Suddenly, the mind became absolutely still. Having concluded unequivo- cally that everything without exception is not-self, it had no room to maneuver. The mind came to rest – impassive and still. It had no interest in self or not-self, no interest in satisfaction or dissatisfaction, brightness or dullness. The mind resided at the center, neutral and placid. It appeared inattentive; but, in truth,
it was fully aware. The mind was simply suspended in a still, quiescent condi- tion.
Then, from that neutral, impassive state of mind, the nucleus of existence – the core of the knower – suddenly separated and fell away. Having finally been stripped of all self-identity, brightness and dullness and everything else were suddenly torn asunder and destroyed once and for all.
In the moment when the mind’s fundamental delusion flipped over and fell away, the sky appeared to come crashing down as the entire universe trem- bled and quaked. When all delusion separated and vanished from the mind, it seemed as if the entire world had fallen away and vanished along with it. Earth, sky – all collapsed in an instant.
On May 15th of that year, the 9-year prediction from my earlier vision was fully realized. I finally reached the island of safety in the middle of the great wide ocean.
Several years later, while I was staying at Baan Huay Sai, I experienced an- other amazing vision. Floating high up in the sky, I saw all the Buddhas from the past stretched out before me. As I prostrated before them, all the Buddhas were transformed into life-size solid gold statues. Pouring fragrant water, I performed a ritual bathing of all the golden Buddhas.
While floating back to the ground, I saw an enormous crowd of people stretching to the horizon in every direction. At that moment, precious holy wa- ter began streaming from my finger tips and from the palms of my hands, spray- ing out in all directions until it had showered the entire congregation.
As I floated above the ground, I looked down and saw my mother sitting in the crowd. Looking up, she implored of me, “Son, are you going to leave? Are you leaving?” I answered, “When I finish I’m going to leave, but you wait here.”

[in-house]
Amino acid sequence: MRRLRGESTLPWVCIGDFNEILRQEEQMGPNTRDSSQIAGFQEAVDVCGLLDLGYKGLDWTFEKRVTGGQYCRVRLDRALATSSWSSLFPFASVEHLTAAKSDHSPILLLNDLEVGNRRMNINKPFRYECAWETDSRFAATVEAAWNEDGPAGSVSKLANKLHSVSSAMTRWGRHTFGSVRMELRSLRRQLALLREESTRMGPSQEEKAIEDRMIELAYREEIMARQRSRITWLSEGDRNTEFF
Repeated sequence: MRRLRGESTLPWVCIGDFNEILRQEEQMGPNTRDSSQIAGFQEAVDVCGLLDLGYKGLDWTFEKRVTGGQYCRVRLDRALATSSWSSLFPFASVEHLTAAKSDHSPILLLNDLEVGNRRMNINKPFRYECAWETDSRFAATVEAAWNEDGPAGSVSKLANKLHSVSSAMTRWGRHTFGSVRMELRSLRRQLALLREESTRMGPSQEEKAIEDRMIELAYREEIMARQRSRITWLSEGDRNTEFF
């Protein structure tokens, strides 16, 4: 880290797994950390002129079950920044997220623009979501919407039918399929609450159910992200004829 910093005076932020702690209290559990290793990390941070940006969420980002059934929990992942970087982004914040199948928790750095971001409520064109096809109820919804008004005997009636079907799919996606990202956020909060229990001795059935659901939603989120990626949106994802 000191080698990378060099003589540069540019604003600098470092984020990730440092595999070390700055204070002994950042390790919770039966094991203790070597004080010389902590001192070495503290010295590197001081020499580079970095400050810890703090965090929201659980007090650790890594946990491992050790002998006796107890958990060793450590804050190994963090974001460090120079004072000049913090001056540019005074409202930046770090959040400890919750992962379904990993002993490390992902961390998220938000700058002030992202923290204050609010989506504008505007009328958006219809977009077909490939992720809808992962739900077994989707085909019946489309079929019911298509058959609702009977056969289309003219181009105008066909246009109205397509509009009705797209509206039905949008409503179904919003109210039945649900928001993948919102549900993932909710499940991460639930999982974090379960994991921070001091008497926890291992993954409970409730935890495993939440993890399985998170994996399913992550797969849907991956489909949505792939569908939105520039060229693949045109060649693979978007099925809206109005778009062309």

When I had finished spraying holy water in all directions, I floated down to the ground. My mother had spread a mat on the ground in front of her house, so I sat down and taught her the Dhamma.
Reflecting on this vision later, I realized that I would have to ordain my 60-year-old mother as a white-robed nun. I wished to give her the best possible opportunity for spiritual development during her remaining years. So I quickly sent her a letter advising that she begin preparing for a nun’s ordination.
My place of birth was located in Udon Thani province, several hundred miles from Baan Huay Sai. Upon arriving at Baan Taad village, I found my mother eagerly anticipating her new life. Straightaway we set about preparing for her ordination. Recognizing that my mother was too old to wander with me through the forests, I looked for a suitable place in the vicinity of Baan Taad village to establish a forest monastery. When a maternal uncle and his friends offered a 70-acre piece of forested land about one mile south of the village, I gratefully accepted. I decided to settle there and build a monastery where both monks and nuns could live in peaceful seclusion. I instructed my supporters to build a simple grass-roofed, bamboo meeting hall and small bamboo huts for the monks and nuns.
The vision I had of teaching my mother foreshadowed the establishment of Baan Taad Forest Monastery, which completely changed my life forever. Before that, I roamed as I pleased. At the end of each rains retreat, I’d just disappear into the forest, content like a bird that has only its wings and its tail to look after. After that, I lived at my monastery and looked after my mother until the day she died.